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Leaks, Crime, and Special Prosecutors

The WaPo has this editorial on leaks, crime, and special prosecutors.  They note that when the political polarity was reversed Nancy Pelosi, Hillary Clinton, and the WaPo itself said DoJ could not do the investigation and a special prosecutor was needed. "We came to regret that view as special counsel Patrick Fitzgerald pursued a lengthy, costly and ultimately counterproductive investigation...."

The editorial also says leaks should not be criminalized.  Well, some leaks should.  As I noted in this post, the leaks in question here easily qualify as crimes, and rightly so.  The question is not whether Americans or people who have helped America will die as a result, but only how many.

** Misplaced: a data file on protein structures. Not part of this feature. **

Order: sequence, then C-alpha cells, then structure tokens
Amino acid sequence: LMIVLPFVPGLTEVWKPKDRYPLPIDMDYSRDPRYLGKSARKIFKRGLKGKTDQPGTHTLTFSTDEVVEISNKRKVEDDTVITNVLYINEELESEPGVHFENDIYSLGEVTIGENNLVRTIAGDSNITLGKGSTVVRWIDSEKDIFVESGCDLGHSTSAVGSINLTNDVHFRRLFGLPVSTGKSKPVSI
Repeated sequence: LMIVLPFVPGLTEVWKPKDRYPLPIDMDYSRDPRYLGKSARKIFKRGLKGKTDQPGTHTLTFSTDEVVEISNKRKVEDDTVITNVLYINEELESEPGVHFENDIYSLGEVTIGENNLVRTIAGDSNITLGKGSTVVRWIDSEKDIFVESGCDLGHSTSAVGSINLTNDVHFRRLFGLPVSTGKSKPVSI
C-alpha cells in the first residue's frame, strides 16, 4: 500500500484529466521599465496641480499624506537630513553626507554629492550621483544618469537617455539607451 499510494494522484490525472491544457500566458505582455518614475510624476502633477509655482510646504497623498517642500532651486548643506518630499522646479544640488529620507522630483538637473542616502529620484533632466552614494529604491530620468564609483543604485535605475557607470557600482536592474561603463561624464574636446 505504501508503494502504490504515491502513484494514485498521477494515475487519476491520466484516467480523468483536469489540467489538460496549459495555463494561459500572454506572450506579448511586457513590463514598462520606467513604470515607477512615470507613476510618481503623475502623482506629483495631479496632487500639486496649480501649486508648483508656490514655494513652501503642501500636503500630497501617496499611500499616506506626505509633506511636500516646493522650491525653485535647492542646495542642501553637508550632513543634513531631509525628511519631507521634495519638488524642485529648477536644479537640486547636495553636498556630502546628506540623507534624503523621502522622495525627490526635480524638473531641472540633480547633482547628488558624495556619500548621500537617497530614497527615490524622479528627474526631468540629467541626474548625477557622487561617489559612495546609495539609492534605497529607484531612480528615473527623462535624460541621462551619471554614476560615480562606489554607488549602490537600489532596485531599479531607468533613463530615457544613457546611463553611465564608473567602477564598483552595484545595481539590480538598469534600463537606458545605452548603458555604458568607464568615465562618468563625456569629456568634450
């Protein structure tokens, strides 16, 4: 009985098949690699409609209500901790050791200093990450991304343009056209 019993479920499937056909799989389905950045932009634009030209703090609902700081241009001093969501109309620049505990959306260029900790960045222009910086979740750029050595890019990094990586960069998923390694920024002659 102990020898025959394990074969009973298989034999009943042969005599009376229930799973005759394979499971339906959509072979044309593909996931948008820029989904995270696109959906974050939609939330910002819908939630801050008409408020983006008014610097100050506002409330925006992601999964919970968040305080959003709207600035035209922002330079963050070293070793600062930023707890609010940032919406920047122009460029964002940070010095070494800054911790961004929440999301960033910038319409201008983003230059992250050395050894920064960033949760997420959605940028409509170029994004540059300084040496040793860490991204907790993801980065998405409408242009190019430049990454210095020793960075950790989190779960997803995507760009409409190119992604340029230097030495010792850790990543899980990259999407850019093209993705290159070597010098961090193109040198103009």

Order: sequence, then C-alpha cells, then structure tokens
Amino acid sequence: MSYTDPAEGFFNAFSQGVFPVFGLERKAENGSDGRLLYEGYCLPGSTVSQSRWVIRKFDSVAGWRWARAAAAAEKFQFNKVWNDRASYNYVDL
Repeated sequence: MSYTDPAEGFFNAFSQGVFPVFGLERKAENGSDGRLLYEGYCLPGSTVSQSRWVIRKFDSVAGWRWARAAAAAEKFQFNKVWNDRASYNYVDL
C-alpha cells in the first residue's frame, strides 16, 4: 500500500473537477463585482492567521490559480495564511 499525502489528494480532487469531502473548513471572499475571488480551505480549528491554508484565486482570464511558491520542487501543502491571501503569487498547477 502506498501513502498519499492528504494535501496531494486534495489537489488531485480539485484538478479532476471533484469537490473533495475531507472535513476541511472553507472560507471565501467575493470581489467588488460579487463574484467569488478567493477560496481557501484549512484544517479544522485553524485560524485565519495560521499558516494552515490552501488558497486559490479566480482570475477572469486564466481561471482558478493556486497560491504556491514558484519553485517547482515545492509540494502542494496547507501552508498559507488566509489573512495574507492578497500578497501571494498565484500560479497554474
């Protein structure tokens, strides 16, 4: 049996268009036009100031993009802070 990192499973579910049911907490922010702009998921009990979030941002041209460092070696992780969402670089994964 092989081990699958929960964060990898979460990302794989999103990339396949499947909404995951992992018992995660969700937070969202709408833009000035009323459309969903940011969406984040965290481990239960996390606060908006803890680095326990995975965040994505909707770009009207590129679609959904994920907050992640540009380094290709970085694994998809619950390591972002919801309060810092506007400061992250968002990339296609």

Back in World War II, the connection between security breaches and loss of life was brought home with the succinct slogan "loose lips sink ships."  Perhaps the Obama White House should put that on the wallpaper of every computer in the building.

The editorial concludes:

Did top presidential aides respond to reporters' inquiries by describing situation room meetings and other secret deliberations in an attempt to buff their boss's image? That wouldn't surprise us. If Mr. Obama's opponents believe it to be true and they're convinced that U.S. interests were harmed, they are free to make that case to the public, as they are doing. But the attempt to criminalize such leaks is misguided and will do more harm than good. Elevating the investigation from the appointed prosecutors to an independent counsel would only compound the damage.
I mostly agree with that, except the part about "criminalize such leaks."  The leaks are already criminal.

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